Introduction to Bid-Ask Spread

A bid-ask spread is defined as the difference between the asking price, and the bidding price of a security. This article explains about this spread in detail, along with factors you can execute to benefit from it.

Stock market investments have proven to be an effective medium of wealth creation. The returns earned on market investments can help you fulfil several short and long-term financial goals. However, it takes immense effort to understand and then master the investment market. You have to familiarise yourself with various jargon and terminologies. One term that investors and traders commonly use is the bid-ask spread.

What is bid-ask spread?

In the investment market, a bid-ask spread is defined as the difference between a stock’s asking (or offer) price, and the bidding (or buying) price. The asking price is essentially the value point at which sellers are ready to sell their securities, whereas the bid price is regarded as the point at which buyers are prepared to make the purchase. The point where the two-value points meet in the marketplace, i.e. when buyers and sellers agree to the asking and bidding prices offered by one another, a trade takes place.

A bid-ask spread is typically expressed in both absolutes, as well as in terms of percentage. In a highly liquid market, spread values tend to be very small, however in a less liquid market; the spread value can be rather significant.

How is the bid-ask price determined?

The bid-ask price is typically determined by the two most common market forces – demand and supply. Supply is defined as the abundance or volume of a particular security in the marketplace; for instance, the supply of stocks available for sale. Demand, on the other hand, refers to an investor’s willingness or inclination to pay a specific price for the underlying security.

The bid-ask spread signifies the levels where buyers will buy the securities, and sellers will sell them. A constricted or tight bid-ask spread may even serve as an indication for an actively traded stock with good liquidity. Conversely, a wide bid-ask spread could indicate the exact opposite. As such, the gap between the demand and supply defines the spread between the buying and selling prices. The more significant the gap, the bigger the spread.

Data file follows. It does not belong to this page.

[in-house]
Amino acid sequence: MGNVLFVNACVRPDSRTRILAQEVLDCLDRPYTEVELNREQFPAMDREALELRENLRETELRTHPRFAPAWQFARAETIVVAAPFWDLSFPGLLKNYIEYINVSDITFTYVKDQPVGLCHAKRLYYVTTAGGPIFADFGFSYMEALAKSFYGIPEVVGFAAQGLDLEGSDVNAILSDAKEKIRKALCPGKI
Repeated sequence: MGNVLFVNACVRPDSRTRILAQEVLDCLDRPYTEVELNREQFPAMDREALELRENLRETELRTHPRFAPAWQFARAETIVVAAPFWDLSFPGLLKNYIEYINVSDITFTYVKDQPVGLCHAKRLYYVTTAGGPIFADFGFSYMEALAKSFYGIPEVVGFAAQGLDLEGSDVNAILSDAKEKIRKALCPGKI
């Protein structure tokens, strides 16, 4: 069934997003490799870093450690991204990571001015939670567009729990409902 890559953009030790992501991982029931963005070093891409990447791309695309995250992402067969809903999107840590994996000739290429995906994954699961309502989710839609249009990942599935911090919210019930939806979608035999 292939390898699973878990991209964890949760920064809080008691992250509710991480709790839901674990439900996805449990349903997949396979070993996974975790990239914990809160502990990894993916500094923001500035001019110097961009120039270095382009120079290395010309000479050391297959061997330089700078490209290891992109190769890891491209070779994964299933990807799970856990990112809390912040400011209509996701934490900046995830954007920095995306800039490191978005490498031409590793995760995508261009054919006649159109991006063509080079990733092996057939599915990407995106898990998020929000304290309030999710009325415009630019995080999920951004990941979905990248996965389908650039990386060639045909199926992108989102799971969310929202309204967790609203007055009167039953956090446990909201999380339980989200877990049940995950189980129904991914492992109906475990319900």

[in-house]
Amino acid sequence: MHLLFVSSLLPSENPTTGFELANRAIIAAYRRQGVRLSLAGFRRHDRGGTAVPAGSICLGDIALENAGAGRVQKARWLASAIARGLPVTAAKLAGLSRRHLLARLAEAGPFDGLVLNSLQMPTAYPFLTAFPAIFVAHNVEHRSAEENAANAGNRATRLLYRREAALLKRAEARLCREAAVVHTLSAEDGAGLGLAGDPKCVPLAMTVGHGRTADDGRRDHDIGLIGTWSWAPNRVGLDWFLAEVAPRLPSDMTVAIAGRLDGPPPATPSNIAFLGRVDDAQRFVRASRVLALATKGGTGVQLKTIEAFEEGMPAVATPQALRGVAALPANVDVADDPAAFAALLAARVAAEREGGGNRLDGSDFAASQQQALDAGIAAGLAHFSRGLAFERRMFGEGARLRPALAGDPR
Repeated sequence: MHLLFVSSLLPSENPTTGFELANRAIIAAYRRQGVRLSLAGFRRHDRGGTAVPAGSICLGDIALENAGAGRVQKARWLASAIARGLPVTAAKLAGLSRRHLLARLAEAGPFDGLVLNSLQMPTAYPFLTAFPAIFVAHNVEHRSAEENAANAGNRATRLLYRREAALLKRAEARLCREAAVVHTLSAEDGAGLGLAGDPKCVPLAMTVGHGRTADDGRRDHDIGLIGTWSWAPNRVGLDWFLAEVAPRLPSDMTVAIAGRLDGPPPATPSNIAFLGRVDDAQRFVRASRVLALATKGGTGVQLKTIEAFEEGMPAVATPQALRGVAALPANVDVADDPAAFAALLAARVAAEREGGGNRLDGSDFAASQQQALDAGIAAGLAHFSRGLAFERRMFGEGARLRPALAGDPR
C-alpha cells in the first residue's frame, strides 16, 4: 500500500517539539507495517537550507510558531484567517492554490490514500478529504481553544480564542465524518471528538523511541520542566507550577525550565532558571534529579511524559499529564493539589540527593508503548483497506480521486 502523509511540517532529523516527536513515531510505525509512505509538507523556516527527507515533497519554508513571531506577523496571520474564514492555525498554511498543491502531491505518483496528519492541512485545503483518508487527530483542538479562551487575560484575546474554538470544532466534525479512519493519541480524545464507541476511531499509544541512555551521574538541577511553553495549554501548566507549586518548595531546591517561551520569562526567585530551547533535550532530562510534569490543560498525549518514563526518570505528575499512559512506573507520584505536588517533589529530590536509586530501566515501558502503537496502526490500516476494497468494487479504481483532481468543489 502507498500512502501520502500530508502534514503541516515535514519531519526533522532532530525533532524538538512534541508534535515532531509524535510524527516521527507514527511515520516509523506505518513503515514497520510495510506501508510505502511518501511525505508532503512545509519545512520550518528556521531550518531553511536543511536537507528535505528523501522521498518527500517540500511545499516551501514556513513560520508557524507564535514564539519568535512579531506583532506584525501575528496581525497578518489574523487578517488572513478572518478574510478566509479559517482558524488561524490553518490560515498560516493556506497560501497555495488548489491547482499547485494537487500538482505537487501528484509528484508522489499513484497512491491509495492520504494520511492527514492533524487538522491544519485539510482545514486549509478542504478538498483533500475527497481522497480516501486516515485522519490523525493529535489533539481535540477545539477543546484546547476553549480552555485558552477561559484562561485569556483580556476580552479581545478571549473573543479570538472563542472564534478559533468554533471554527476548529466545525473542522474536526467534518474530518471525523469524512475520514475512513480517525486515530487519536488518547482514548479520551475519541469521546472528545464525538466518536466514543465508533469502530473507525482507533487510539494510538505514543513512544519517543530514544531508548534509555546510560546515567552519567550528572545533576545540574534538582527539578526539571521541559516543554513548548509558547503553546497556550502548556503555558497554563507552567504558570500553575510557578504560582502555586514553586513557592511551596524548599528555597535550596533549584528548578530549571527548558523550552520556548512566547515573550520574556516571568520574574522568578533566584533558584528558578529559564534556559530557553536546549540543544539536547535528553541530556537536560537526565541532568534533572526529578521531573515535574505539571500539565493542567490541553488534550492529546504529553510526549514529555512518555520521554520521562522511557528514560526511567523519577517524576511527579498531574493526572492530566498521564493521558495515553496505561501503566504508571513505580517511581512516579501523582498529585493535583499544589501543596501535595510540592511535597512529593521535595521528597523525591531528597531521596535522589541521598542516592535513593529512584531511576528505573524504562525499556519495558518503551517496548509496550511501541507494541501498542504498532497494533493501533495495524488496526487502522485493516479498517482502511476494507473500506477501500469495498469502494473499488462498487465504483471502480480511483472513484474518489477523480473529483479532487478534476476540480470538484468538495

How to benefit from the bid-ask spread

If you wish to benefit from bid-ask spread, you can do so by following various types of orders. They are as under:

1. The market order

A market order is defined as a trade order to sell or buy securities immediately. While specialists can guarantee the execution of the order, they cannot guarantee the price at which the trade is executed. As per bid-ask spread, a market order is executed at (or close to) standing bid-ask level.

2. The limit order

The limit order enables the buying and selling of securities at a particular price or higher. As an investor, you should know the variants associated with limit orders. For instance, buy limit orders are mainly executed at or lower than the security’s limit price. So, if you place an order to purchase securities of ABC Corp, at a rate higher than say Rs. 200 per share, then your order will only be executed if the price of the stock is lower than Rs. 200.

3. The stop order

Also known as “stop-loss”, a stop order is defined as the order or instruction to purchase or sell a stock, once it reaches a specific price level. This level is also called a stop-price; a trade can be executed, as soon as the stop-order reaches it. The stop order is typically executed as a limit order. It is further categorised as a buy stop order and a sell stop-order.

The bid-ask spread is one of the most crucial components in the process of executing trades. Understanding bid-ask spread trading strategies can make you a knowledgeable, better trader. If you wish to learn how to apply the bid-ask spread and learn trading strategies, you can consult our team of financial advisors at Angel One.